The vital role of formwork in tunnel construction

Formwork is an ancient engineering technique. How ancient? Take a trip to the Pantheon in Rome and have a look-see. Yes, like us today the Ancient Romans also used molds to prefabricate concrete segments of larger construction projects. Civil engineers have been in demand ever since. But some may consider building things on top of a solid foundation to be child’s play compared with tunneling into soil for huge distances while still accounting for the immense subterranean pressure of tons of earth, water, and sometimes urban sprawl pushing down from on high. Given all that, tunnels are some of the most magnificent feats of civil engineering in the world.

Major tunnels today are built rapidly because of advances in tunnel-boring technology, but also because of because of formwork – reinforced concrete segments can be assembled with millimeter precision. Before these segments can be laid, huge Tunnel Boring Machines (TBMs) must drill through the ground and clear enough room for the work to be done. Once the TBMs move debris out of the way using a conveyor system, the prefab concrete segments can be brought into the tunnel behind the drill head on flatbed rail cars. Produced in factories above-ground and shipped to the construction site, these trapezoidal segments are gently curved because each of them makes up part of the tunnel ring which lines the perimeter of the tunnel bore. Each segment will be lifted into place (again, with millimeter precision) using a vacuum attached to a rotating arm or “feeder,” and pressed against the segments of the previous ring with hydraulic cylinders before being bolted down. All of this happens after the rotating drill head advances through the ground far enough to allow enough space to position new segments (perhaps two meters).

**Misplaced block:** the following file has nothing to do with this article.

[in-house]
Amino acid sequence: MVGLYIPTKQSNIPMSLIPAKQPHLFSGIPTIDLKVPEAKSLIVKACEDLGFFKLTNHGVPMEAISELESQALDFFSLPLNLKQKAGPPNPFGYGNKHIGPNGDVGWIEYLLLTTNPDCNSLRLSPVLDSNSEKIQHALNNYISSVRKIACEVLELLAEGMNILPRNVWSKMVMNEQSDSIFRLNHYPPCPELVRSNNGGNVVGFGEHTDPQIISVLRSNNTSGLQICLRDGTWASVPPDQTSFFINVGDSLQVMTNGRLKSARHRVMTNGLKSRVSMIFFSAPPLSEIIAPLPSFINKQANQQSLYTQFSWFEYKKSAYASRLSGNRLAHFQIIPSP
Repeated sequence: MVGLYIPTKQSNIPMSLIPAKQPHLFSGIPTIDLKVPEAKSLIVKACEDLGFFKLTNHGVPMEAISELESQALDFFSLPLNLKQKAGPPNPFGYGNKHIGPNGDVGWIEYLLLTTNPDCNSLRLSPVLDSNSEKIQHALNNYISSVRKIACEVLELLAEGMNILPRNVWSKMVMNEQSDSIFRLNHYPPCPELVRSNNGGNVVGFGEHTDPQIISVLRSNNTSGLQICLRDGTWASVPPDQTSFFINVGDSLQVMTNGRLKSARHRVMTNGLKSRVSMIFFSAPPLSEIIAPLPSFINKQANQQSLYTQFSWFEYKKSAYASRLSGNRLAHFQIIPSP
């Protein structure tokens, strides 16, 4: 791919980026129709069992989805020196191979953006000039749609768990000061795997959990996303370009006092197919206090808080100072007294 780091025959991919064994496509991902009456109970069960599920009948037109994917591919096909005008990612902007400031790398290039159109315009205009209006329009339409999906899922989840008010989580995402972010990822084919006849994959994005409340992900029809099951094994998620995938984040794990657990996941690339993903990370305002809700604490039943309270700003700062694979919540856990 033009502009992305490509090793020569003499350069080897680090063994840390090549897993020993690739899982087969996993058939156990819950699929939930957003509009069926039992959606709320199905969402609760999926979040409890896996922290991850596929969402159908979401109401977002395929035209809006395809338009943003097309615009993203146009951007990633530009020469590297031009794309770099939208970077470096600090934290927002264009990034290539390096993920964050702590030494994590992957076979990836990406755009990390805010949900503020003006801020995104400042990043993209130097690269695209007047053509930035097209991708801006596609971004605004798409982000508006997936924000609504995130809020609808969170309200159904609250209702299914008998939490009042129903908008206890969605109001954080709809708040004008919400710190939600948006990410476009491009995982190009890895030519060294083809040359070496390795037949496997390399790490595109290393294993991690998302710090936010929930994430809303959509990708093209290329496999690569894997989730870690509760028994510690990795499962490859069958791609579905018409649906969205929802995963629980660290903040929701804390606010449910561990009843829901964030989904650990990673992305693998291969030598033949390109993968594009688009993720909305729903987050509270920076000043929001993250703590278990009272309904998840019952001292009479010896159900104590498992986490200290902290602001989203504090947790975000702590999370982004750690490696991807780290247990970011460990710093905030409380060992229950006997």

Given that most modern tunnels are built to accommodate the transportation needs of expanding urban centers, we know that each tunnel ring can’t be advancing in a straight line. Tunnel formwork will use several different molds, each with marginally different dimensions, so that each complete tunnel ring will be slightly conical in shape. Adjusting how each ring fits against the last one will gradually result in a directional change in any of 360 degrees, depending on where engineers want the tunnel to go.

Having the concrete formwork take place off-site in a controlled manufacturing environment allows for a much more streamlined construction process and ensures quality control. These segments have to match requirements exactly, and so expert formwork is vital to quality tunnel construction and relied upon by tunnel engineers.